17 February 2010

Seaforth Highlanders numbering 1900-1906


I have previously published sample numbers and joining dates for the 1st and 2nd Battalions of the Seaforth Highlanders. I also mentioned that there were some peculiarities, and I'd like to expand upon that now.

Seaforth numbering trundles along quite happily and sequentially until March 1900, by which time the regiment was numbering in the 7300s. By the end of March, however, numbers in the 8200 range start appearing and these continue into 1901 when again, certainly by March 1901, numbers in the 9500 range start surfacing - and keep on going, at least until January 1902. By June 1902 (and probably a good deal earlier) we're back in the 7000s again and numbering continues sequentially from there.

Not for the first time, I am at a loss to explain why there were these big leaps in numbering. There doesn't appear to be any pattern as far as place of enlistment is concerned and neither does there in terms of the enlistment periods for which men were signing up. If anyone can suggest an explanation, or provide me with additional confirmed enlistment dates and corresponding numbers for the period below, please do so.

Here though, for what it's worth, are my rough estimates on Seaforth numbering for the period 1900 to 1906, this information based on the dates and numbers recorded on attestation papers of the time.

28th March 1900
7361 joins
31st March 1900 - 14th Jan 1901
Numbers in the range 8273 to 8515 are issued
25th March 1901 - 20th Jan 1902
Numbers in the range 9561 to 9911 are issued
5th June 1902 - 21st November 1903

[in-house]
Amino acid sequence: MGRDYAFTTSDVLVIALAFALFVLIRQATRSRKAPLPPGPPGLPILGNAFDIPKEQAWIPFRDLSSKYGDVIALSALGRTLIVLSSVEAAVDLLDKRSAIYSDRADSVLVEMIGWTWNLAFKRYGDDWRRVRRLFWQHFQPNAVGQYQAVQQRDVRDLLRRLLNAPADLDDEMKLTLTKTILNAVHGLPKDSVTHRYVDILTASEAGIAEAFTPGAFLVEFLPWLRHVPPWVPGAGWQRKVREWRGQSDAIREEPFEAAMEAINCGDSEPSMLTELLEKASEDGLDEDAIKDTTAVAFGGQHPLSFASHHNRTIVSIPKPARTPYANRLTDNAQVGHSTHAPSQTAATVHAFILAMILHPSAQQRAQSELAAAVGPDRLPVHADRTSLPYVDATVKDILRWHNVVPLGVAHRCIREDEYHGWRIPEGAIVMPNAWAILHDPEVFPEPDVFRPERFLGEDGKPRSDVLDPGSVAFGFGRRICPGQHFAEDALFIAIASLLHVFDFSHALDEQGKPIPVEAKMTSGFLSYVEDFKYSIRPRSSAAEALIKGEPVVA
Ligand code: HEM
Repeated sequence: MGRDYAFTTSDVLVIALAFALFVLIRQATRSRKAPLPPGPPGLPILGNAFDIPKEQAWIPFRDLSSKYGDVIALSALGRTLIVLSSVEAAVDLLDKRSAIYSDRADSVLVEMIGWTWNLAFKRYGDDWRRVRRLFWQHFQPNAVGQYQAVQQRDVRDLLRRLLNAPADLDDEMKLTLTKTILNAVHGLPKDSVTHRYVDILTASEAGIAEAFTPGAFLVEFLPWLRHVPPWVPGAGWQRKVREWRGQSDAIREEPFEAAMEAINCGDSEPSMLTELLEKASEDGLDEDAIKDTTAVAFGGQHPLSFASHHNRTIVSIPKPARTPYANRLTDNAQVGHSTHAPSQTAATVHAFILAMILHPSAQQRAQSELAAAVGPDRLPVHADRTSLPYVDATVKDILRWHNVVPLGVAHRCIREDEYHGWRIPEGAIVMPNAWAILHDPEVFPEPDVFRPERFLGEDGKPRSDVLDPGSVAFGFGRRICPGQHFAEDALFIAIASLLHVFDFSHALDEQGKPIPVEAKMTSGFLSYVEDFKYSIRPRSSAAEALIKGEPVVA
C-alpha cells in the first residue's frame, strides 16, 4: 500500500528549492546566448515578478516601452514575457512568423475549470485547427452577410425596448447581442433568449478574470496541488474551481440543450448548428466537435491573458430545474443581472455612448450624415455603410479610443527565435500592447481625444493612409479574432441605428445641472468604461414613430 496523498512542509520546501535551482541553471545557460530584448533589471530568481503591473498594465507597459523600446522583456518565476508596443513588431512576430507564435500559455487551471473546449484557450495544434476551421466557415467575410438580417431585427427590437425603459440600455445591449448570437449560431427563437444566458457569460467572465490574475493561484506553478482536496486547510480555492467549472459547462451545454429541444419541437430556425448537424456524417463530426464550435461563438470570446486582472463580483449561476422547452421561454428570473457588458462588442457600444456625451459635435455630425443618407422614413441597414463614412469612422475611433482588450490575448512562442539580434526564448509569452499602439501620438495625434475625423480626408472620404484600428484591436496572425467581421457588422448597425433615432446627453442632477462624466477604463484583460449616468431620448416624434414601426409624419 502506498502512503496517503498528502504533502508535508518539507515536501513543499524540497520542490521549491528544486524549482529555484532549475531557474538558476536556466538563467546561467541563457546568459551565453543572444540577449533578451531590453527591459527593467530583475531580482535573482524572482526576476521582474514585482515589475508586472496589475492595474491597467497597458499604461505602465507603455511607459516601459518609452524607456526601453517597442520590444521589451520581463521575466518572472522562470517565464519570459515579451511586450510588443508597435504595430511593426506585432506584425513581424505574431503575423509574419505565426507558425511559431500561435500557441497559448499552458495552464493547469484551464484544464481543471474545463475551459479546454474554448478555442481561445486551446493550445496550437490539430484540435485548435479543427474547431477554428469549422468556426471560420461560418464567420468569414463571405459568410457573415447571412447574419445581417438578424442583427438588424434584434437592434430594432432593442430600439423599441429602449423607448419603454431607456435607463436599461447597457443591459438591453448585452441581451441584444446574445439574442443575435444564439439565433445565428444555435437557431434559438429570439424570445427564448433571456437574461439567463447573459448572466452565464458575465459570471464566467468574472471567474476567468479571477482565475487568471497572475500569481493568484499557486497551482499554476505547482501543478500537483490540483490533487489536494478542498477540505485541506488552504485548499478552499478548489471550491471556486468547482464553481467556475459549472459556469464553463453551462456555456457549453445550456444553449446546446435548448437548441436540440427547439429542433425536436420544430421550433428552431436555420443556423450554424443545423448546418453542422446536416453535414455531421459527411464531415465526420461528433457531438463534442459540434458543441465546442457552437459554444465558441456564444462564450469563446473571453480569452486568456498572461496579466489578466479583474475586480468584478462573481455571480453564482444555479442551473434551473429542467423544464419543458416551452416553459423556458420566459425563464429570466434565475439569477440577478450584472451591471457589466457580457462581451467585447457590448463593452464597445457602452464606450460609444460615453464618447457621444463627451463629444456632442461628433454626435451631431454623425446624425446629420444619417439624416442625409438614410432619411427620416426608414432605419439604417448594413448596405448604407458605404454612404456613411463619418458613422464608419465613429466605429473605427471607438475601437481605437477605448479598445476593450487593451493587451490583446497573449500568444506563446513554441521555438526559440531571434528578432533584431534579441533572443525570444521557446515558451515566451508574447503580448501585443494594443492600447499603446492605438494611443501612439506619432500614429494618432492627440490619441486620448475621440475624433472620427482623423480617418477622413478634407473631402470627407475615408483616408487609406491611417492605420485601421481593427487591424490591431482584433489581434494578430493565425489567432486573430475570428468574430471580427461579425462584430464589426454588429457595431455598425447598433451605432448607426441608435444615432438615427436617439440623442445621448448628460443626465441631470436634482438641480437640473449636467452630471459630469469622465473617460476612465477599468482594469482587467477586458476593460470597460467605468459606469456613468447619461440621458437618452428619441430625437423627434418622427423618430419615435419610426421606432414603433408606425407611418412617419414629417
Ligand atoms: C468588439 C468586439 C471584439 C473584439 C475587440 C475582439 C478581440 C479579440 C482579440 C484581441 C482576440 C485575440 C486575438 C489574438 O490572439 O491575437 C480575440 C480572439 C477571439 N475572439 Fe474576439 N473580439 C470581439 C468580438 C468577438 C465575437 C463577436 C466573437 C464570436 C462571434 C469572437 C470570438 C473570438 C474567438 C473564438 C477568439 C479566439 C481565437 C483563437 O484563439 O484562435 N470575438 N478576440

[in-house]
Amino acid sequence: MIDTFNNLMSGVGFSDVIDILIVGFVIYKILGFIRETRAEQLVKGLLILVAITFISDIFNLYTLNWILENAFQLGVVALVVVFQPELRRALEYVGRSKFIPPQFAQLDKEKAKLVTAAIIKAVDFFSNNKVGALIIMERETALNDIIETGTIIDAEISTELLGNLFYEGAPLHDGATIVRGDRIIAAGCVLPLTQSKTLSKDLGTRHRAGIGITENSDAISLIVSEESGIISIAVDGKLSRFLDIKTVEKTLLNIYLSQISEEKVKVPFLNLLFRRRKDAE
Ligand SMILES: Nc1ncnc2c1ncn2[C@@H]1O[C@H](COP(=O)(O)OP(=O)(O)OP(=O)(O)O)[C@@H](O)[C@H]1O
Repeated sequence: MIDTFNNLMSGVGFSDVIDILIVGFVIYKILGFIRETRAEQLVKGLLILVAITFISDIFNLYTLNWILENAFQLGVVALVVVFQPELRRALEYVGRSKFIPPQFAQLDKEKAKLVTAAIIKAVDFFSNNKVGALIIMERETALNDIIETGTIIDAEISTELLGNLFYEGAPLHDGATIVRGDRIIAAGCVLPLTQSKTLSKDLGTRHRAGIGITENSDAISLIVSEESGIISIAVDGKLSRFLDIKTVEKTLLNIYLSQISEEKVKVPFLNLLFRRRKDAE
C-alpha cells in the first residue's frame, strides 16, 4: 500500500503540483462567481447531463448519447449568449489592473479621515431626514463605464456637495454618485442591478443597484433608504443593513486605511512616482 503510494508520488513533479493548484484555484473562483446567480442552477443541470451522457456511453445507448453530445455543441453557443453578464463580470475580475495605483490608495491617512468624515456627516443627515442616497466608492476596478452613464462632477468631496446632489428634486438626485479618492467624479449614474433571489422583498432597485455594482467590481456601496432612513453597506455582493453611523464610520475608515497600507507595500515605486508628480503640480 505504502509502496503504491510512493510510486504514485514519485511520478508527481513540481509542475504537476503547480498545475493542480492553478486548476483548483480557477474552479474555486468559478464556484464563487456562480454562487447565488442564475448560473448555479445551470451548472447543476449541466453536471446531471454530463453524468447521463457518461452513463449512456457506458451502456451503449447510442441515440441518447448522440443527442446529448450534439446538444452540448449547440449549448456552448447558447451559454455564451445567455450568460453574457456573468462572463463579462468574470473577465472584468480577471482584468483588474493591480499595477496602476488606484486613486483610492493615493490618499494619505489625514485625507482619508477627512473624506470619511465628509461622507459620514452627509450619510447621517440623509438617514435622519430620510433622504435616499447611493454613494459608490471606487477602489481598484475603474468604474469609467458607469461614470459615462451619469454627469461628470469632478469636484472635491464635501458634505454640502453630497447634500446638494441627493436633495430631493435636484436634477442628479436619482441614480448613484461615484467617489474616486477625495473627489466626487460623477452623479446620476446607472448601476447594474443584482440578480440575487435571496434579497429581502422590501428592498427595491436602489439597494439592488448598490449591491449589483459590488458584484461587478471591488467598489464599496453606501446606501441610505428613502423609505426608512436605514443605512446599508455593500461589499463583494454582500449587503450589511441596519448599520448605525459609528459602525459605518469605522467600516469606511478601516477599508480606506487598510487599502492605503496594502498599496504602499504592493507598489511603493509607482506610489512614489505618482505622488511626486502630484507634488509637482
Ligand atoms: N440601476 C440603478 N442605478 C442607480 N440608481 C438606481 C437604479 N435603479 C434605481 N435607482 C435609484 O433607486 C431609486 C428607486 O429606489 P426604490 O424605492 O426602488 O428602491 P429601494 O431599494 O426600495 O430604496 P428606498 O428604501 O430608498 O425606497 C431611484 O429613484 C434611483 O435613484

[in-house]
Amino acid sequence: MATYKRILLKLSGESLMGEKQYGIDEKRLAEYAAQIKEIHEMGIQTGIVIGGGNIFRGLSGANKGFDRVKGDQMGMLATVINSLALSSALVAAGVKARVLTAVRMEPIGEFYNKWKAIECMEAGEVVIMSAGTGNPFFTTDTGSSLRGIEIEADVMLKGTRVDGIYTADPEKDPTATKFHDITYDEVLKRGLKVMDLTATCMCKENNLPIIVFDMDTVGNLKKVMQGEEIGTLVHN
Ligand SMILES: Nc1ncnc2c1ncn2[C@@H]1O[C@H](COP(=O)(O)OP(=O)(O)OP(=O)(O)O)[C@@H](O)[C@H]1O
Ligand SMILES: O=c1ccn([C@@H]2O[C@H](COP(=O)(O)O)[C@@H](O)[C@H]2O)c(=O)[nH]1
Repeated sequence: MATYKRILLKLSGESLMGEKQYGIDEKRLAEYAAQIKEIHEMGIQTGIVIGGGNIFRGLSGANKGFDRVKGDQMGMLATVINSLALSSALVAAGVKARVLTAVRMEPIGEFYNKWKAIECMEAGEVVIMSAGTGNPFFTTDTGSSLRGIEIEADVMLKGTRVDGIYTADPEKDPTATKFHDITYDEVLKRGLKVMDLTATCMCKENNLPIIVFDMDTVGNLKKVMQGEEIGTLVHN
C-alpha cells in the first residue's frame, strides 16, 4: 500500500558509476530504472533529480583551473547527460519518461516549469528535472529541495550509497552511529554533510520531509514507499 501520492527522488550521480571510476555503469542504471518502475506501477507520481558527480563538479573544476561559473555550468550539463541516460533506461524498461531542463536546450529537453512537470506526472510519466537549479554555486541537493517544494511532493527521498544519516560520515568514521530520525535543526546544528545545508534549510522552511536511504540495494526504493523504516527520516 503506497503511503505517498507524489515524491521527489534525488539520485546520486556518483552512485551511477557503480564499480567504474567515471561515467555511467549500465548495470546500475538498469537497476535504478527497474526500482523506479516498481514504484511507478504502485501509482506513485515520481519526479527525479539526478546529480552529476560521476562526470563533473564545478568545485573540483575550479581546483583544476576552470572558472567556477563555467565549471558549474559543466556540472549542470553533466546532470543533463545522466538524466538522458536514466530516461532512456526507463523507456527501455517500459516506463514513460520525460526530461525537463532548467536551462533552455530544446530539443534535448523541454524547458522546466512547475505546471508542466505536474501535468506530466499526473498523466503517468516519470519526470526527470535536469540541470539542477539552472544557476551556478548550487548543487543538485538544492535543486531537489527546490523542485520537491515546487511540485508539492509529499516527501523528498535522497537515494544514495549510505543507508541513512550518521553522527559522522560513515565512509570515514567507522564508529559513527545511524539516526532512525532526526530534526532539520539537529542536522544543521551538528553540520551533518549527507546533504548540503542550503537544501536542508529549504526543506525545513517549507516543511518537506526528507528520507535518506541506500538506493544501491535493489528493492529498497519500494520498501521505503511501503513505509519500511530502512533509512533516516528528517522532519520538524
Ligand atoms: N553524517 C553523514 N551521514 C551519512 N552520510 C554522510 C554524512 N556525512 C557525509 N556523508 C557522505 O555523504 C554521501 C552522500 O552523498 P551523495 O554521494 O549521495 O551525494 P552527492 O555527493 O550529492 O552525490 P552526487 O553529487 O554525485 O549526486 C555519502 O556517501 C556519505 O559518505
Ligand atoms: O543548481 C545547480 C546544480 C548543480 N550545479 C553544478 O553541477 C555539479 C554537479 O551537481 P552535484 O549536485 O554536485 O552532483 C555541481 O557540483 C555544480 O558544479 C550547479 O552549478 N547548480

Numbers in the range 7604 to 8188 are issued. Numbers 8273 to 8515 have already been issued in 1900 and 1901.
19th January 1904 to October 17th 1906
Numbers in the range 8689 to 9524 are issued. Numbers 9561 to 9911 have already been issued in 1901 and 1902.
20th November 1906
10021 joins

From here on in, numbering returns to a sequential pattern without gaps, albeit the Seaforths, A&S Highlanders and the Gordon Highlanders would abandon their number series in 1908 and commence a new series beginning at 1.

Attestation papers for all these numbers - and many more besides - are accessible on-line as part of a FREE 14 day trial with Ancestry.co.uk.

I've borrowed the photograph on this page from Roger Clarke's family history website. It shows 1822 Corporal Thomas Hunter Dawson Cheeper of the 4th Battalion, Seaforth Highlanders. Hunter Cheeper (as he was known) was born on the 8th February 1898 and judging by his number, joined the 4th Seaforths two or three days before Britain went to war in August 1914. He would have been sixteen years old at the time, and was probably no more than 17 or 18 years old when this photo was taken. Nevertheless, he arrived in France on the 7th November 1914 and appears to have served throughout, ending the war as Second Lieutenant, and staying on with the British Army. He would also serve his King and Country during WW2.

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7 comments:

Stuart said...

Quite likely that the jump in numbering will be due to TF soldiers enlisting with Volunteer Service Companies to serve with a regular battalion in the Boer War. The Volunteers were to be re-numbered as regulars but from a separate block. Details are given by David Langley and Graham Stewart in 'Regimental and Army Numbers of the British Line Infantry Soldier from AD.1800 to 2008'.